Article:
March 26, 2019
The Role of Distributed Storage in Electricity Markets in the USA: Research versus Practice
Timothy Douglas Mount, Cornell University
This presentation will describe analyses using a stochastic form of multi-period Security Constrained Optimal Power Flow (the MATPOWER Optimal Scheduling Tool (MOST)) that determines the optimum dispatch and reserves for the next 24 hours for power plants on a test network. Given this stochastic framework, the model determines how distributed energy storage (e.g. deferrable demand) can be managed by aggregators to minimize the expected cost of their purchases from the grid, deliver the energy services needed to their customers, and still provide ramping services to the grid to mitigate the variability of wind generation. The two additional requirements for making this type of two-sided market viable are to use 1) stochastic forecasts of the hourly price of energy to determine an optimal bidding strategy with threshold prices for charging and discharging the storage, and 2) a receding-horizon optimization that allows aggregators to modify their bids and ensure that the physical constraints on storage capacity are not violated.
Nevertheless, there are still problems for managing distributed storage on the annual peak-load days because the typical operating criterion used by system operators minimizes the expected operating costs, and therefore, it ignores the potential savings in the capital costs of installed generating capacity associated with shifting load and reducing the system peak. Consequently, some form of Critical-Peak Pricing (CPP) is needed for long-run economic efficiency to ensure that storage is used primarily to shift load away from the peak on peak-load days rather than to provide ramping services.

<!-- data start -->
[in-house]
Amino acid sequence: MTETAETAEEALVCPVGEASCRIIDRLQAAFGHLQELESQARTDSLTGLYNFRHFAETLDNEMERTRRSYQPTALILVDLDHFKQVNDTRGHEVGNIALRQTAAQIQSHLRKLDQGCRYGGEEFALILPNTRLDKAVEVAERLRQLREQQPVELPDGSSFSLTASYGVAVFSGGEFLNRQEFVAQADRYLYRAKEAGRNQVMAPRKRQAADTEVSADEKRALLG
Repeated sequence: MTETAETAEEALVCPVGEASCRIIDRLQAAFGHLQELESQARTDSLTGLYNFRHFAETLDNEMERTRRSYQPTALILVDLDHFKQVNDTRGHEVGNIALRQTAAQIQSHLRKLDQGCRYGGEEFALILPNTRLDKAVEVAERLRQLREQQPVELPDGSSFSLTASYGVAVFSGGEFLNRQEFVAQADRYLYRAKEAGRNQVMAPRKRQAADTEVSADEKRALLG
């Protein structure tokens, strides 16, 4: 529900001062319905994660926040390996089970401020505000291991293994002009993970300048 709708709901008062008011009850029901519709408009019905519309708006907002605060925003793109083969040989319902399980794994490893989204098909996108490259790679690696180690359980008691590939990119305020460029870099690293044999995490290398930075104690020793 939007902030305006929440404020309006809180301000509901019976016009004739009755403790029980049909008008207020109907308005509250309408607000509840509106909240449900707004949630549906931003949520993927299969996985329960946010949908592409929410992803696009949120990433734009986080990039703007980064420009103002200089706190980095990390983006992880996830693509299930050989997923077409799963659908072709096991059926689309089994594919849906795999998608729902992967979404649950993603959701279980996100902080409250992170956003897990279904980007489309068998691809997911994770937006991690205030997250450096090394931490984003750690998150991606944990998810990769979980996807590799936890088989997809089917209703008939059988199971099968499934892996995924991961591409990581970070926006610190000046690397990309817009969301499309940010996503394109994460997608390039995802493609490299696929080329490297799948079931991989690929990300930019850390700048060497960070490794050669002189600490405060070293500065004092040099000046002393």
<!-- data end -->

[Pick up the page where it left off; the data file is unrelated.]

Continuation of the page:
Given these conclusions about how to manage distributed storage efficiently, the limitations of four major policy practices in the USA will be discussed. These are 1) net-metering, 2) using administered prices for distributed resources, 3) markets for ramping (flexibility), and 4) extending nodal pricing and trading onto distribution systems. These practices are all substantially more complicated than our proposal for a two-sided market, with aggregators purchasing energy for their customers from the wholesale energy market, and in addition, requiring that these aggregators maintain a stable power factor by installing local equipment (e.g. smart invertors) to deal with local voltage problems. This simple market for aggregators is consistent with the standard way that many wholesale customers currently operate. The overall conclusion is that regulators should focus more on designing markets that encourage load to follow the real-time supply of renewable generation, and replace the long-established planning practice of treating load as an exogenous input and installing enough generating capacity to meet the annual peak system load.